Monday, December 06, 2010

The Story Project #2: You Can’t Make This Stuff Up (Or Can You?)

Let’s say that you’re a homemaker in middle America. Your neighbor has come over seeking to be re-assured because she’s worried about an upcoming event, so you want to put her problems in perspective by telling her an amusing story about people in a similar situation. What do you say to her? You’re not allowed to say this: “Your predicament is a difficult one, so I’m going to tell you an untrue story I heard about two totally made-up people who attempt to solve a similar problem in a humorously bull-headed and/or poignantly mistaken and/or clever and laudable way!”

The problem is that people love good stories but they hate lies. This is a paradox, since the best stories are never exactly true. So how do we get around this problem? If you’re that homemaker, you simply say, “Let me tell you something that happened to a friend of a friend of mine.” You’ve added a lie to a lie and made it all okay. These are the stories that have come to be known as “urban legends.” 

Why do we cloak our urban legends in a flimsy veil of truthiness? Its not like anybody believes it anymore. We all know that when we hear “I heard this from someone who heard it from someone else”, then that’s code for “this is just a good story.” So why do we still do it?

The “urban legend” format was invented because it’s embarrassing to tell a story. But here’s the crucial thing: the teller is embarrassed that they’re telling a story, but they insist on doing it anyway, even if they have to pretend that it really happened. They’re willing to bluff their way past their embarrassment. Why? Because urban legends are great stories—so great that you have to re-tell them, even if it’s taboo.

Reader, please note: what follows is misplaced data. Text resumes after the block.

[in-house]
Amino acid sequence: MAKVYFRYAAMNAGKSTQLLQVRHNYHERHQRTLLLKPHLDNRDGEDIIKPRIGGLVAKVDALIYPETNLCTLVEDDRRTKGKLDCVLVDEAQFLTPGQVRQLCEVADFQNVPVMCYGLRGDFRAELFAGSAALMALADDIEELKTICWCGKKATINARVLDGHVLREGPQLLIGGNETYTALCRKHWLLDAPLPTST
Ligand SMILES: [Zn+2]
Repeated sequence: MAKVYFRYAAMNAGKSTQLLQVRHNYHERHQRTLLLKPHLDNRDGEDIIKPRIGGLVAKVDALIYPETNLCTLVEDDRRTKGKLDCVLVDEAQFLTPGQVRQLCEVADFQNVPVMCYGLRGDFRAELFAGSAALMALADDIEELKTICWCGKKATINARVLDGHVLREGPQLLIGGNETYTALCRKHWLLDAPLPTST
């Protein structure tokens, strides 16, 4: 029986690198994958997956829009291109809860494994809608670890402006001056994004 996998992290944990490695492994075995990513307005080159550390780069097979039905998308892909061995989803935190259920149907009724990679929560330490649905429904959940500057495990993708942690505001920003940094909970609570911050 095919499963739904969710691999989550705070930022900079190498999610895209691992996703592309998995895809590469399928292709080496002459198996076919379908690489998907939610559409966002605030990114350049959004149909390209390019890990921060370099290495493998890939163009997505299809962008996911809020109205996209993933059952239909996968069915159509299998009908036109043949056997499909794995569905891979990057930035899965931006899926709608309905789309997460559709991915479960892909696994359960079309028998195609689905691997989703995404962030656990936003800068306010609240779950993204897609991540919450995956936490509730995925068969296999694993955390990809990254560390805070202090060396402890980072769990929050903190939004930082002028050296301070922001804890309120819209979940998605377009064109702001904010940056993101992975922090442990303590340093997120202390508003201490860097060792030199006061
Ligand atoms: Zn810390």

In our culture, a housewife doesn’t have permission to create a fictional story, but she does have permission to repeat a true story.  So when she wants to create or repeat a fictional story, she simply pretends that it’s true.  

Okay, now I’d like to show you some short films… Hey, where’d everybody go?? Come back here! All right, I’ll admit it, the short film is one of the most unsuccessful storytelling forms ever derived by humankind. I hate short films. You hate short films. You find yourself wondering, “How come, if this thing is only fifteen minutes long, it seems like the most interminable stretch of time I’ve ever spent in a movie theater?” 

Most short-filmmakers (who are almost all student filmmakers) totally misunderstand the form. They think, “Well, I don’t have time for a story, so I’ll just focus on a poignant character moment.” Ugh. Sure, character is more important than story, but you can’t have one without the other. No matter how short your story is, there still needs to be a story, or nobody cares. People only care about characters if they’re in a story.

When I arrived at film school, we had a Friday seminar where the chairman of the program showed us award-winning short films, hoping to knock some sense into our heads before we went off and made plotless messes. At around that same time, I picked up the book pictured above, a graphic novel adaptation of the 200 best urban legends collected by the great Jan Harold Brunvand. As I read the book, I noticed something... Many of the best short films were just uncredited adaptations of urban legends! Which makes total sense. Let’s look at two legends from the book. This legend... (please click to enlarge, as always)
...became this Oscar-Winning film (ditto):

And this legend...
...became this Oscar-Winning film (It’s in French, and the subtitles are in Spanish, but you can still follow the story):
Why do urban legends make such great short films? Because they’re simple and universal, yes, but more than that: They set up an expectation and then reverse it. That’s the magic. That’s the heart of a great story. That’s the basic unit of storytelling. Most short films don’t create or reverse any expectations. This was a typical short film at my school: “There was the this one time that my stepfather yelled at me and then later I sat on the abandoned railroad tracks and watched a sunset and cried.” That’s a bummer, but it’s not a story. A story has a reversal. Someone attempts something and their action has an unexpected outcome: That’s a story. And if it’s good enough, it might even become an urban legend. People will feel the need to repeat it even if they fear that they have no right to tell a story.

Tomorrow we’ll get back to the idea of how professional storytellers apologize for the stories they’re telling, and why that’s no good.

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